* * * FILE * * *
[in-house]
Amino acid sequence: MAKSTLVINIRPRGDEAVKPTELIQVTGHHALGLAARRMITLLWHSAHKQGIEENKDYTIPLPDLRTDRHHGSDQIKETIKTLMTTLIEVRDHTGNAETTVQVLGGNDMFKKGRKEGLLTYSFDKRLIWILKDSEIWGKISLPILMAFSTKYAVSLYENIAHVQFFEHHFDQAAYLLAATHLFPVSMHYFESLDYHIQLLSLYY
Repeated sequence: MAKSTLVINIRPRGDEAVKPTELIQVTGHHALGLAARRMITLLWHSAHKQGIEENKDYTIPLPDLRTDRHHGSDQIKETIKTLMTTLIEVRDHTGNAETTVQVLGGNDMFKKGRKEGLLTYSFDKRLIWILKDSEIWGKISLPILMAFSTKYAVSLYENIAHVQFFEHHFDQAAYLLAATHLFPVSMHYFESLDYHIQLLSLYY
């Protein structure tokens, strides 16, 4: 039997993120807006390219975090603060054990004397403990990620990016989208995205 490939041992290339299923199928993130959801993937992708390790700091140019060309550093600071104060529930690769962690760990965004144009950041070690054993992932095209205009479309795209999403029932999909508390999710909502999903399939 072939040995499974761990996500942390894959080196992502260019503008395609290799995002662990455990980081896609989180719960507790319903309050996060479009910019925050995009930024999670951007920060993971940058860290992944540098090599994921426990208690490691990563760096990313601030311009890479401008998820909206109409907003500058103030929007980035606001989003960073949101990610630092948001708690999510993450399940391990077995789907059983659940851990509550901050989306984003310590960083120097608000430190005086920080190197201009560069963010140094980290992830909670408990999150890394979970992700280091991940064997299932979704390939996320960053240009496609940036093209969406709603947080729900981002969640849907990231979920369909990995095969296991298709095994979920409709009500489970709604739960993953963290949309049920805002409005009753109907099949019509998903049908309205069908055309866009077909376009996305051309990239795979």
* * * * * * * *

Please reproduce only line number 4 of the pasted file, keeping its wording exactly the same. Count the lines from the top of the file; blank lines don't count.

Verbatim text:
């Protein structure tokens, strides 16, 4: 039997993120807006390219975090603060054990004397403990990620990016989208995205 490939041992290339299923199928993130959801993937992708390790700091140019060309550093600071104060529930690769962690760990965004144009950041070690054993992932095209205009479309795209999403029932999909508390999710909502999903399939 072939040995499974761990996500942390894959080196992502260019503008395609290799995002662990455990980081896609989180719960507790319903309050996060479009910019925050995009930024999670951007920060993971940058860290992944540098090599994921426990208690490691990563760096990313601030311009890479401008998820909206109409907003500058103030929007980035606001989003960073949101990610630092948001708690999510993450399940391990077995789907059983659940851990509550901050989306984003310590960083120097608000430190005086920080190197201009560069963010140094980290992830909670408990999150890394979970992700280091991940064997299932979704390939996320960053240009496609940036093209969406709603947080729900981002969640849907990231979920369909990995095969296991298709095994979920409709009500489970709604739960993953963290949309049920805002409005009753109907099949019509998903049908309205069908055309866009077909376009996305051309990239795979």